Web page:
Canadian premiere of Diary of a Badman at opening of CIFF

By Jasminee Sahoye

A must see film. A Joseph
A must see film.

It’s a gripping and sensational movie, mixed with suspense, raw emotions and a really good story line.  The level of the actors and actresses can be easily compared to some of the big names in Hollywood.

The movie, Diary of a Badman, will have it’s Canadian premiere at the gala opening of Caribbean International Film Festival on Wednesday, September 7 at the Royal Theatre, Toronto.

Winner of the Best Narrative Feature at the 2015 Jamaican Film Festival, it’s described as a modern day crime drama which breaks the mold of the typical representations of the “bad” person and undercover cop.

The first distinguishing feature is that the main protagonist is female, an undercover police officer, Simone Williams, played by Jacinth Sutphin, a Jamaican native, who has been living in New York since age 13.

She wanted to prove her strength as an officer in the New York Police Force. He was an ambitious drug dealer. Yet as Detective, Simone Williams finally gets her chance to go undercover to catch Winston Bailey aka Bucky.

She find that instead of the hard-line criminal, there is a man behind the mask and lines blur, as Munchy, her undercover persona, grows more and more connected to Bucky.  She becomes a virtual diary that records his transformation from one dimensional to complex.

Sutphin told The Caribbean Camera from her New York home that she is thrilled to play the leading role as her first, although she has been acting plays in her church and community theatres.

Her portrayal as a powerful woman in a male dominated field is a role she said fits into her personal life.

“With me I’m also career driven, I’m that type, where I’m would not anyone get me to turn away from my dream, from being successful and follow my heart….  It was not hard to bring Simone to life.  We had a lot of similarity,” said Sutphin.

She added that actress Kerry Washington’s role in the TV series “Scandal” has been an inspiration for the role she plays in Diary of a Badman.   “There’s nothing too hard for a woman, we can do anything, once you put your mind to it.”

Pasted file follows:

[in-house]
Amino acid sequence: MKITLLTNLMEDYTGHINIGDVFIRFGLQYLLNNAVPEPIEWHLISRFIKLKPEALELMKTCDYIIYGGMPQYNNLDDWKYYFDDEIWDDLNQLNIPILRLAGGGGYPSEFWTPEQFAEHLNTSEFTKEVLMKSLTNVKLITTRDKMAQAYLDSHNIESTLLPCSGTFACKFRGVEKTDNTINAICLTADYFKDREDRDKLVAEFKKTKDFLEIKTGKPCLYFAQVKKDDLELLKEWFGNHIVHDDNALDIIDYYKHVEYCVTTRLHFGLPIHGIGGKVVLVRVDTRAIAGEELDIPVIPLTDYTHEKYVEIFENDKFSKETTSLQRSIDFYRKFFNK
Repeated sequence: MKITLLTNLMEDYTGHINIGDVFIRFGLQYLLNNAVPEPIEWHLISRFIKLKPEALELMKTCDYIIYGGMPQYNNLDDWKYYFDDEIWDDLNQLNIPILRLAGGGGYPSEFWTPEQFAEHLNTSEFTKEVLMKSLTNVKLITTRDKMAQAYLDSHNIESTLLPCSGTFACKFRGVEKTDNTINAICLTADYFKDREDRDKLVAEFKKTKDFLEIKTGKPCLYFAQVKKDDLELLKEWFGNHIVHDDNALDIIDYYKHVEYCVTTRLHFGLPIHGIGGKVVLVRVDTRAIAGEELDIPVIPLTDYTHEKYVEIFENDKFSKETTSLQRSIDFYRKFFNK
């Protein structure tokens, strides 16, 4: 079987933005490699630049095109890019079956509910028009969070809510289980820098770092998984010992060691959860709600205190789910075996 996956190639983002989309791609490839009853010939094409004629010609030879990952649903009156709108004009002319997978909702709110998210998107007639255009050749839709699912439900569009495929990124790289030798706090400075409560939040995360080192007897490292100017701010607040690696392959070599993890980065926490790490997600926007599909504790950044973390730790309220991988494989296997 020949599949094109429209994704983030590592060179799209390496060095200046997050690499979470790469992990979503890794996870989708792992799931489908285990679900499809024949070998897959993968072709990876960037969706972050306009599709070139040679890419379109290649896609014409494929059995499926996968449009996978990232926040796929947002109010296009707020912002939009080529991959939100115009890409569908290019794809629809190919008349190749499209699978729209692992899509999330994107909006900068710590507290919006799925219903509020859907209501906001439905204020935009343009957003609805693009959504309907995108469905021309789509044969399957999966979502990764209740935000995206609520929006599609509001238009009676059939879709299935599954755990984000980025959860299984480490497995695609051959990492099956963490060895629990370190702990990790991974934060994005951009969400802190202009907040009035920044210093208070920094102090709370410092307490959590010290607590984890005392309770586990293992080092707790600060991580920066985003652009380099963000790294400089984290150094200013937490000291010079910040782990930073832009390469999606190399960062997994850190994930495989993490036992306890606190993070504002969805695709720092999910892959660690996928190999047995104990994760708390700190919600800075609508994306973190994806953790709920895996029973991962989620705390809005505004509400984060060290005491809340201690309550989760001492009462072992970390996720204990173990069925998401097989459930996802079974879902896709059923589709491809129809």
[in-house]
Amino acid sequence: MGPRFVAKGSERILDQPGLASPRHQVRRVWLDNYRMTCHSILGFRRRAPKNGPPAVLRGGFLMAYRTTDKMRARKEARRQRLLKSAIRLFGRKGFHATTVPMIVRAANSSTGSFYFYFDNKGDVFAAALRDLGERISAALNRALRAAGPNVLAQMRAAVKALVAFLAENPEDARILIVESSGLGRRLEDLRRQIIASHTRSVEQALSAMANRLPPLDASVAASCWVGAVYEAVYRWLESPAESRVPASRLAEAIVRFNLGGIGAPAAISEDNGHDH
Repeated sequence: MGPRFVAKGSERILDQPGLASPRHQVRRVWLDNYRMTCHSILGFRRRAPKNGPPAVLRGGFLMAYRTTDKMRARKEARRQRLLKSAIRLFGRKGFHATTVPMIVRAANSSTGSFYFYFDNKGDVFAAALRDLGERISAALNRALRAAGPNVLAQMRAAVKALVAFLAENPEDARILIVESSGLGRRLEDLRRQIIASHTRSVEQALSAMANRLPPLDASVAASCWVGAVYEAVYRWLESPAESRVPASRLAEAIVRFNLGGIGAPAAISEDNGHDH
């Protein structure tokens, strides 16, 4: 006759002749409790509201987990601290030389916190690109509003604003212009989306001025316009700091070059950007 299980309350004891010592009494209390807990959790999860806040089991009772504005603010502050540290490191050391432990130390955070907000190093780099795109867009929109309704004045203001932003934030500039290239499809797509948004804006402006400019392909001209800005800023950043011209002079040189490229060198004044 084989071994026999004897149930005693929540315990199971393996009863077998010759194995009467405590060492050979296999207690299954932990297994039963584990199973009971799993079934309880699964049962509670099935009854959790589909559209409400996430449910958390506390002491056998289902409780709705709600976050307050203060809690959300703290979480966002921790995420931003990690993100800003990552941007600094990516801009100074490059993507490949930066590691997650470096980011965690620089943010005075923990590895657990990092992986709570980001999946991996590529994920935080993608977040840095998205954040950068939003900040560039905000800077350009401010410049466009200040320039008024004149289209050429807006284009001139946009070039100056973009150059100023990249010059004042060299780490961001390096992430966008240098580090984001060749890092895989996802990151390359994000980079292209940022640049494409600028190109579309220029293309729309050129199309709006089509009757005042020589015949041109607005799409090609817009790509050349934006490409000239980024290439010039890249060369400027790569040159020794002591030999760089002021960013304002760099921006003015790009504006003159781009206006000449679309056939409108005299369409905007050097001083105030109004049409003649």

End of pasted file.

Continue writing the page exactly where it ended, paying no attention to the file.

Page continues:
The movie maker/director, Diemiyuaya Deniran was born in London and moved to New York in 1996.  He is a self-taught independent filmmaker, who has written and produced several film projects and has been behind the camera and handling audio recording equipment since the age of 10.

He told The Caribbean Camera  that he wanted to show ” a different side of a gangster. What I have seen, especially in black gangster film, the gangster is always senseless.  There is really no objective…. Nobody glorifies the gangster lifestyle and I didn’t wanted to glorify it I just want to show a different side to it.  I also wanted to put an African American female in a stronger role and I haven’t seen too many roles like that available and that was the motivation behind this film.  I also wanted to change the stereotype of how they view a gangster….”

“Making movies gives me one of the greatest feelings because I am able to send my messages with very little barriers or prejudices. People often shut their minds down because they will focus on the messenger and disregard the message he or she is conveying. I don’t just place my messages in the movies, I try to create opposition to the messages in hopes that it will cause the audience to think a little deeper,” Deniran said.

“In Diary of a Badman, I explore more than a ruthless drug lord’s desire for money and power for selfish gains. I gave him a purpose, something that is driving him to pursue a lifestyle that has a very high chance of ending in a negative way,” he said.

“If I wear a fitted baseball cap, some jeans and sneakers, many people will consider me a threat automatically. If I wear a hooded sweatshirt I could be in danger of losing my life, all because people have a preconceived notion of what evil looks like,”  Deniran remarked.

In attendance at the gala opening will be, Deniran, lead actress/co-producer Sutphin and actor/co-producer Richard Bird.

A Q&A/Talk Back with all the directors and lead actors will follow.

CTFF runs from September 7-17, 2016 at the Royal Theatre, 608 College St, Toronto with a number of short and feature films from around the Caribbean, Canada and New York.

Tickets can be purchased online at http://www.caribbeantales.ca/CTFF and on-site one hour before each screening at The Royal Cinema.